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MDM Migration Workflow

Today, we're going to cover the challenges of MDM migrations, the confusion that this creates for users, and then present a workflow that we've created that addresses all of this.


The Good Ol' Days...


First off, how did MDM migrations work in the past? Dare I say that it was easy back in the day.


It used to be that step one was to deploy the Jamf Quick Add package through the previous MDM. That would install the Jamf agent on the computer. Then we would send a command through Jamf to remove the previous MDM profile and then install the Jamf MDM profile. And then, in typical Apple fashion, there was no step three. But those days are now over unless all your computers are on High Sierra or below, which hopefully is not the case.


Today's Challenges in MDM Migration


What are the challenges that we have today with some of the changes that Apple's made in automating this process? Well, first of all, we can only install one MDM profile at a time. There are also non-removable MDM profiles that cannot be removed by either a bash script or the user. On top of this, when we do remove that profile, all the configuration profiles are removed along with the MDM profile. Once we do get it migrated over, those FileVault Recovery Keys break, so we need to reissue those. And then, since High Sierra, Apple introduced user-approved MDM profiles, which require user interaction. And then, since Big Sur, they took away the ability to programmatically install MDM profiles altogether. Along with all of this, the web enrollment process since High Sierra has gotten a lot more complicated when enrolling in Jamf Pro.


Let's look at each of these individually.


First of all, the MDM profile must be user-approved. So even if we just install it programmatically with High Sierra through Catalina, the user needs to go into the System Preferences profile pane in order to approve that MDM profile. Until that time, they have limited functionality. And then, since Big Sur, they took away the ability to install programmatically altogether. Only one MDM profile can be installed at a time. This actually creates a big issue when we're trying to do these migrations because oftentimes the user will go through the process of installing the profile, and then they'll get this error: "Profile installation failed. You are already enrolled in an MDM server." It's actually kind of confusing for the user to remove that MDM profile via the GUI. They need to find the actual MDM profile, and if you have a big list of configuration profiles, that's going to be hard to do. Also, if the previous profile is in DEP, it can't be removed for the user. Those non-removable MDM profiles can't be removed by a user, can't be removed by any bash commands, or any other type of commands. It can only be removed via the previous MDM. Now let's say that the previous MDM is no longer active or not able to communicate with the device. What do we need to do then? Well, the user needs to boot into recovery mode, remove SIP, which is a couple terminal commands, boot back into the boot disk, remove the MDM profile, and then we need to boot back into recovery mode, enable SIP because that is an important security feature, and then boot back into the boot disk. Not a process we want to go through.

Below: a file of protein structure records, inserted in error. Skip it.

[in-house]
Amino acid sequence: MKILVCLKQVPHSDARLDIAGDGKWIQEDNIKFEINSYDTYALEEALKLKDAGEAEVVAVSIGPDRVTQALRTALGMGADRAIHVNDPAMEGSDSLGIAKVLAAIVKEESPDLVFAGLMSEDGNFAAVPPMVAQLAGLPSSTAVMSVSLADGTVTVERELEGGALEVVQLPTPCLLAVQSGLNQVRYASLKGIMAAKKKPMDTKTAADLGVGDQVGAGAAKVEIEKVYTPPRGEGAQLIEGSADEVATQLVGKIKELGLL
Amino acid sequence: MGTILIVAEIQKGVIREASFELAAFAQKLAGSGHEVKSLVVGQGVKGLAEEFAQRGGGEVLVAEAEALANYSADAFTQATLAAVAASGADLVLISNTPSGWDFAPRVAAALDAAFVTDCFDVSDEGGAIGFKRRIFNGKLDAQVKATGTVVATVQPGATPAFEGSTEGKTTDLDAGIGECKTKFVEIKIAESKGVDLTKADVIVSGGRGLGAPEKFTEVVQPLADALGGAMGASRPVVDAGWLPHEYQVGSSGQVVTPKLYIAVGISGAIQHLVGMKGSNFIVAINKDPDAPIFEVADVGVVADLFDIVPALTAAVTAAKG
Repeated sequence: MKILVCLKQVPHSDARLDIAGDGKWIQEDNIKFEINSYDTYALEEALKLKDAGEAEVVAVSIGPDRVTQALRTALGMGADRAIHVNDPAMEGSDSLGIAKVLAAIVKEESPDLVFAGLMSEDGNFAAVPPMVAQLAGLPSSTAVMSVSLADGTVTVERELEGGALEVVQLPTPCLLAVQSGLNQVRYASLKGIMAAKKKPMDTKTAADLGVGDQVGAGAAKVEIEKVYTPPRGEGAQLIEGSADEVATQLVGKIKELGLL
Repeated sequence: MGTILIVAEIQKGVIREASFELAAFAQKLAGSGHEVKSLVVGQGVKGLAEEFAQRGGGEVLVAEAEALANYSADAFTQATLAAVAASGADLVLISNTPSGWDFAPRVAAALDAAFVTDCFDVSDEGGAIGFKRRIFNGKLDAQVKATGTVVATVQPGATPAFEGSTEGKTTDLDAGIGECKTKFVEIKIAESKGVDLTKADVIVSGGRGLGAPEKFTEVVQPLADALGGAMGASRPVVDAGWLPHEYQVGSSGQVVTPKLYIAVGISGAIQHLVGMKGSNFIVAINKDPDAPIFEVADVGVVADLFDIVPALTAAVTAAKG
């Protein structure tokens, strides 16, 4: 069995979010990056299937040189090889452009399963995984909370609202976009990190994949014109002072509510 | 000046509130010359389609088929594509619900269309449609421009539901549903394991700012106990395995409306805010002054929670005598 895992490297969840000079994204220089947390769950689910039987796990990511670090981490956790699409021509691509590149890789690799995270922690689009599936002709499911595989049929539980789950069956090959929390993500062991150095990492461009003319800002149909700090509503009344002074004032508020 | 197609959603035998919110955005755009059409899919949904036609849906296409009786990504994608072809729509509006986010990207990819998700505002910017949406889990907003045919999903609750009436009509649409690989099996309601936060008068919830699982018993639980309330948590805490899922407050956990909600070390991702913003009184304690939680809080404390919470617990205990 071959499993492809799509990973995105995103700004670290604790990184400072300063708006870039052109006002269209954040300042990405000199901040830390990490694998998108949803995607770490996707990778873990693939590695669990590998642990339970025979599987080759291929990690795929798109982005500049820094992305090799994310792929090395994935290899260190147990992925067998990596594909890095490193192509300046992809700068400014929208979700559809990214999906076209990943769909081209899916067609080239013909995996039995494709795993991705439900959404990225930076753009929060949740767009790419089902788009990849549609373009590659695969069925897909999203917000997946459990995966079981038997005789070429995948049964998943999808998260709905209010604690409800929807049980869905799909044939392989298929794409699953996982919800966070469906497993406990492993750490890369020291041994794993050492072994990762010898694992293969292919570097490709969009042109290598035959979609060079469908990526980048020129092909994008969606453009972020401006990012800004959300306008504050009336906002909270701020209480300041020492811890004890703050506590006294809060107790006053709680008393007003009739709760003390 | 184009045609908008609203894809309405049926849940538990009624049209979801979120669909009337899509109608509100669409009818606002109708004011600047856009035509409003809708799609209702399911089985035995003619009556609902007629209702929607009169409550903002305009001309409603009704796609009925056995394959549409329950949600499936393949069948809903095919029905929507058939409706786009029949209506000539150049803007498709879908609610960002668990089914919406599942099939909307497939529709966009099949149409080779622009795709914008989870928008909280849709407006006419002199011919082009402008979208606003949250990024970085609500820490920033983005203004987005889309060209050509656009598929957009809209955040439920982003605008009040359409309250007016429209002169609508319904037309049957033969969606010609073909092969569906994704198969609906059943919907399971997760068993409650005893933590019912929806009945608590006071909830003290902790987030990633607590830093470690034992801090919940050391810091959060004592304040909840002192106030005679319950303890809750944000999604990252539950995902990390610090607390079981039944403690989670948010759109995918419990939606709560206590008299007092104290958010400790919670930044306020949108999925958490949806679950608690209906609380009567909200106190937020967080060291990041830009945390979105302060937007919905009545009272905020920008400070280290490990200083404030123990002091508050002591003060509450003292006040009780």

Along with this, once that MDM profile is removed, there's often a gap between removing the old one and installing the new one, which will install the new configuration profiles. All those old profiles are going to be removed, which means the user might be disconnected from Wi-Fi. Additionally, important configurations may be removed, applications may not be able to run, and then the user will get all these pop-ups for system extensions and PPPC profiles. All these issues will drive the end user to call the help desk and say, "Hey, I don't know what's happening, but someone seems like they're trying to hack into my computer because all the stuff is popping up out of nowhere."


On top of all of this, there are also the difficulties of web enrollment since 10.13.4. At that point, we went from enrolling through a Quick Add package, which is pretty simple, to now installing a CA certificate and an MDM profile, which is a little more confusing because it is two different steps. Also, since Big Sur, once you download that profile and launch it, which happens automatically in Safari, the user needs to manually open up System Preferences and navigate to the profiles pane. These might sound like small things, but as I've gone through a lot of these different migrations and implementations, users, it doesn't matter what you give them for instructions, they're confused about this process. In order to enroll in Jamf Pro, you need to be an admin on your computer. So the standard user either needs to use a backdoor admin password, or you need to do it for the user.